Iran, Russia, China demonstrate proximity through naval drill

January 21, 2022 - 21:8

TEHRAN — On Friday morning, the bell rang for one of the biggest maritime drills in the history of the powerful triangle of Iran, Russia, and China.

The joint drill, which is called “naval security belt combined war game 2022,” covers an area of 17,000 square kilometers.

The drill involves marine and airborne units of the Iranian Navy, the Islamic Revolution Guards Corps (IRGC) Navy, and flotillas from the Russian Pacific Fleet and the Chinese Navy.

“Together for peace and security,” is the motto of the drill, Admiral Mostafa Tajeddini, the drill spokesman, announced on Thursday. 

Tajeddini added the drill is aimed at improving security of international maritime trade, countering piracy and maritime terrorism, exchange of information in naval rescue and relief operations, and exchange of operational and tactical experiences.

This is the third joint naval drill between Iran, Russia, and China.

After Iranian President Seyyed Ebrahim Raisi arrived in Moscow on Wednesday, media outlets reported that a joint naval drill will soon be held between Iran, Russia, and China.

Interestingly, the three countries involved in the drill are enjoying close political relationship. Iran’s Foreign Minister Hossein Amir Abdollahian visited China on January 13. He held extensive talks with his Chinese counterpart, Wang Yi.

The outcome of the visit was the implementation of the strategic 25-year cooperation document between Iran and China. 

In the meeting, Amir Abdollahian reaffirmed Iran’s support for the One China Policy and announced Iran’s readiness to expand all-out ties with China.

For his part, Wang said that the 25-year partnership is “highly important” and said Tehran and Beijing’s agreement to start implementing the deal is a significant development that will pave the way to fundamentally transform bilateral ties.

Similarly, Iran’s president went to Russia and had a lengthy meeting with his Russian counterpart, Vladimir Putin. He also addressed the Russian State Duma, and met with prominent Russian economic actors.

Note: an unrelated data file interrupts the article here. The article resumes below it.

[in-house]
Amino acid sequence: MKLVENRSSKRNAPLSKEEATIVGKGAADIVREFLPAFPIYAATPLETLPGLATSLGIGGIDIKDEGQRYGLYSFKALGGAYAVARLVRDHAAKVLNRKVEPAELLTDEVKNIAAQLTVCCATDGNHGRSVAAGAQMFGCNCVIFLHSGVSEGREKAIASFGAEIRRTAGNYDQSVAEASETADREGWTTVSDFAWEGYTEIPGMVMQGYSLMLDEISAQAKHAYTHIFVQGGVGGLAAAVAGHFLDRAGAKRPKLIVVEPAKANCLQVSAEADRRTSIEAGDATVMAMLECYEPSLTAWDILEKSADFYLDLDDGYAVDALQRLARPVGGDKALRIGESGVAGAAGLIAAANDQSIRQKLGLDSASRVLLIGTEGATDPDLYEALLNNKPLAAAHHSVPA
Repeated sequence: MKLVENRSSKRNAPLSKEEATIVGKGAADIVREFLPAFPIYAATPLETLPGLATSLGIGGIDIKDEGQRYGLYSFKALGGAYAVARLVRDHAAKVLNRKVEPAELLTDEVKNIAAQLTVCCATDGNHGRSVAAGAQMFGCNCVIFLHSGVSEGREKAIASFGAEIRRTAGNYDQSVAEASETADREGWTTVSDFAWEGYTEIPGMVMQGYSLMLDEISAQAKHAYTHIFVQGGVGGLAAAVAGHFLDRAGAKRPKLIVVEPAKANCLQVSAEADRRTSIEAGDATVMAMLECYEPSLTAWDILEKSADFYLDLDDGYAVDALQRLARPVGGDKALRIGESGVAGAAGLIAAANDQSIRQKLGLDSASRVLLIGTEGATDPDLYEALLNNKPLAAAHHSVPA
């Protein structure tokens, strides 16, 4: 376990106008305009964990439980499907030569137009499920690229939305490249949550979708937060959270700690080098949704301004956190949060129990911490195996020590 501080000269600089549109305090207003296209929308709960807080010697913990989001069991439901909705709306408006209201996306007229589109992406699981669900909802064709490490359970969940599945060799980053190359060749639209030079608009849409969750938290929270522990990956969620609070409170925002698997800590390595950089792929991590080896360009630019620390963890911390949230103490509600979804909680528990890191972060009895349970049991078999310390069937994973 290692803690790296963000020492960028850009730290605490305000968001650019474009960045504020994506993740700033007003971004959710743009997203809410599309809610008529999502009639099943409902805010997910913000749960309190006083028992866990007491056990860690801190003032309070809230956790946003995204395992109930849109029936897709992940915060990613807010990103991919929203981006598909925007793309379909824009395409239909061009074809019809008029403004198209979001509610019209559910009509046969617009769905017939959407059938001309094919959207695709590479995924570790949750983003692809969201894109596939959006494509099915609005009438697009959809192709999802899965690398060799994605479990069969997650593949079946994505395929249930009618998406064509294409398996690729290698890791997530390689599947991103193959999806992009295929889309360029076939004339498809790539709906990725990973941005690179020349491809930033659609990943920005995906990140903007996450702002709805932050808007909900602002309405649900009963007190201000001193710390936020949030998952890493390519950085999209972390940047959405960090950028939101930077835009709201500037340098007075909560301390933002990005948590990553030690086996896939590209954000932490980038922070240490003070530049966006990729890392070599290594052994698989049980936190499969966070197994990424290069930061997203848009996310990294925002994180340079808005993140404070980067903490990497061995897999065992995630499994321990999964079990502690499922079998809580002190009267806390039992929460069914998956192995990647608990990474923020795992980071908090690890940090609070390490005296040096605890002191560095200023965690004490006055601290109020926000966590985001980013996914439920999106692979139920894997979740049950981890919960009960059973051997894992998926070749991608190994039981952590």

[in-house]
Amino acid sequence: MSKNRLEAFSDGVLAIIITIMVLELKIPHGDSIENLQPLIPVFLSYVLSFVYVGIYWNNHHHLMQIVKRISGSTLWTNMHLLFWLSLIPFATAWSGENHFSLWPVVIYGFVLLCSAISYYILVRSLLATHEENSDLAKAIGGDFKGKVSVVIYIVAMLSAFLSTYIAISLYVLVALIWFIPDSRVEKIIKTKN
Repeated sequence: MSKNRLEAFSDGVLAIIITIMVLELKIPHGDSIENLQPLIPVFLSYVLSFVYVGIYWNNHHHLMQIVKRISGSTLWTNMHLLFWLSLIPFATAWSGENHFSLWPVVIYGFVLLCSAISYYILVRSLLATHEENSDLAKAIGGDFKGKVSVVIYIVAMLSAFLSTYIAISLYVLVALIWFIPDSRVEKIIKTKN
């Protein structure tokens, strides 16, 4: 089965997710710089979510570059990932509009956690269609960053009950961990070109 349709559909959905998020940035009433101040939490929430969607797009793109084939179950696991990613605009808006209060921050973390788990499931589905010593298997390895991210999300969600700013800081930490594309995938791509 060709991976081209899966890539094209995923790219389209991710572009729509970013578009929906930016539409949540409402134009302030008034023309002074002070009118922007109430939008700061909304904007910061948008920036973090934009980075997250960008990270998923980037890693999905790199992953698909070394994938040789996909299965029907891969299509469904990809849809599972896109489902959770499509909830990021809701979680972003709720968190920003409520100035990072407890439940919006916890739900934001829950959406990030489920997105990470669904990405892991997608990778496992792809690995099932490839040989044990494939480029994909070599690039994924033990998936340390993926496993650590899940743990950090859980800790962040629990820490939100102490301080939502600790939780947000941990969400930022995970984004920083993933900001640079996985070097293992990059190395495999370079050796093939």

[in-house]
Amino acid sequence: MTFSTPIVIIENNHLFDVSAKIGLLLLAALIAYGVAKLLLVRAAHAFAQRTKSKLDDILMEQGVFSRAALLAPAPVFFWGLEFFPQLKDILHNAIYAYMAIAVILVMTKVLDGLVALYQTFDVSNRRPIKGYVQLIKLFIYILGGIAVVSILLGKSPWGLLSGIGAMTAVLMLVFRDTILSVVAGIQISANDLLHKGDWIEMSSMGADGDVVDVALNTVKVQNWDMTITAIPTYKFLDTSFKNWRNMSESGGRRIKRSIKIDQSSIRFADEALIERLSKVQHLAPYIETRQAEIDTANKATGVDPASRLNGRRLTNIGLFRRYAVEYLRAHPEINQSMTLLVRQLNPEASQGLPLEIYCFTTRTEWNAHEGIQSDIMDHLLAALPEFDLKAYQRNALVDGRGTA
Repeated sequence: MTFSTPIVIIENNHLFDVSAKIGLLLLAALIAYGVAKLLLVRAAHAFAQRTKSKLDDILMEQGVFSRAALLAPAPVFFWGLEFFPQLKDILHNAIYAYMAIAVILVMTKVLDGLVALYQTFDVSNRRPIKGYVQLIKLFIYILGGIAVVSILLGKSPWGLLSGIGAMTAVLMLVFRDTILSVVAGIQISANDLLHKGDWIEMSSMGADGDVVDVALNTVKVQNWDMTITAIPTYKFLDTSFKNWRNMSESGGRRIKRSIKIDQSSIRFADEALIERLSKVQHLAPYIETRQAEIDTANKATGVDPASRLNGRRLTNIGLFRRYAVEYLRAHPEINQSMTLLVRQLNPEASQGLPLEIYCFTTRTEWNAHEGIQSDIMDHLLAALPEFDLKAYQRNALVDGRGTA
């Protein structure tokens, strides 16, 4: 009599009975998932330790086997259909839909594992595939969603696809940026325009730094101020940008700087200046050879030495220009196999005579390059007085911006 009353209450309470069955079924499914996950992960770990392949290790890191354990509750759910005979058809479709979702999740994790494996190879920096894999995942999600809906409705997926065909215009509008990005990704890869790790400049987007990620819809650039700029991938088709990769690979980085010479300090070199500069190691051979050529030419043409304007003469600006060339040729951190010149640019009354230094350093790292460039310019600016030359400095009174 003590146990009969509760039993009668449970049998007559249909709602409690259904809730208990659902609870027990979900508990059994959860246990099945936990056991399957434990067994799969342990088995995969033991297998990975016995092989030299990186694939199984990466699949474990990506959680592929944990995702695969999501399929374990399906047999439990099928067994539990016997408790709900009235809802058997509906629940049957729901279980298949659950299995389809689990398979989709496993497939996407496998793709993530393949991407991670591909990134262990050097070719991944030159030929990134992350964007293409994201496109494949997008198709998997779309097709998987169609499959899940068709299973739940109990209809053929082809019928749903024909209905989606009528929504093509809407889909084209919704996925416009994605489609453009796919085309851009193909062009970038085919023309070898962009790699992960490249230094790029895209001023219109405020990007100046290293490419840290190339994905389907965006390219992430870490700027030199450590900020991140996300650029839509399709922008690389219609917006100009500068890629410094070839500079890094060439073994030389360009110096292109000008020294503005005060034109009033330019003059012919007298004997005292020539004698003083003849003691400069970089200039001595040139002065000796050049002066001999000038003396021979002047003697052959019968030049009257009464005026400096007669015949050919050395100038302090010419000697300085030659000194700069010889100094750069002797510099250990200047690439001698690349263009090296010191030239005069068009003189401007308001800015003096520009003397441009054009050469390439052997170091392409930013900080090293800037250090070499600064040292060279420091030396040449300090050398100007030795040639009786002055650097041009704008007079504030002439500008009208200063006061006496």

In the meeting with the Russian leader, Raisi pointed to Iran’s resistance against the Western pressure since the 1979 Islamic Revolution, saying, “We have been standing against the West for more than forty years and we will not tie the country's progress to sanctions.” Putin also hailed cooperation between Russia and Iran in the fight against terrorists in Syria.

“Iranian and Russian support has helped overcome terrorist threats on the Syrian soil,” the Russian president noted. 

As talks are underway in Vienna to remove illegal sanctions imposed on Iran, the visits by Iran’s top officials are highly significant. The intimacy of Iran, Russia, and China has benefitted Tehran greatly in the negotiations table, aiding the speed of talks. However, Iran has expressed its dissatisfaction with the slow speed of negotiations by Europeans, and has called for practical initiatives.

Among the important achievements of these visits, one stands out. China, Iran, and Russia are entirely on the same page in regard to the Vienna talks. The two countries expressed their ultimate support over Iran’s legitimate demands for guarantees from the United States, and called for an end of the “counter-productive” sanctions of the United States. 

This drill shows how close the triangle of power is, and nothing can break the unity between the three powerhouses.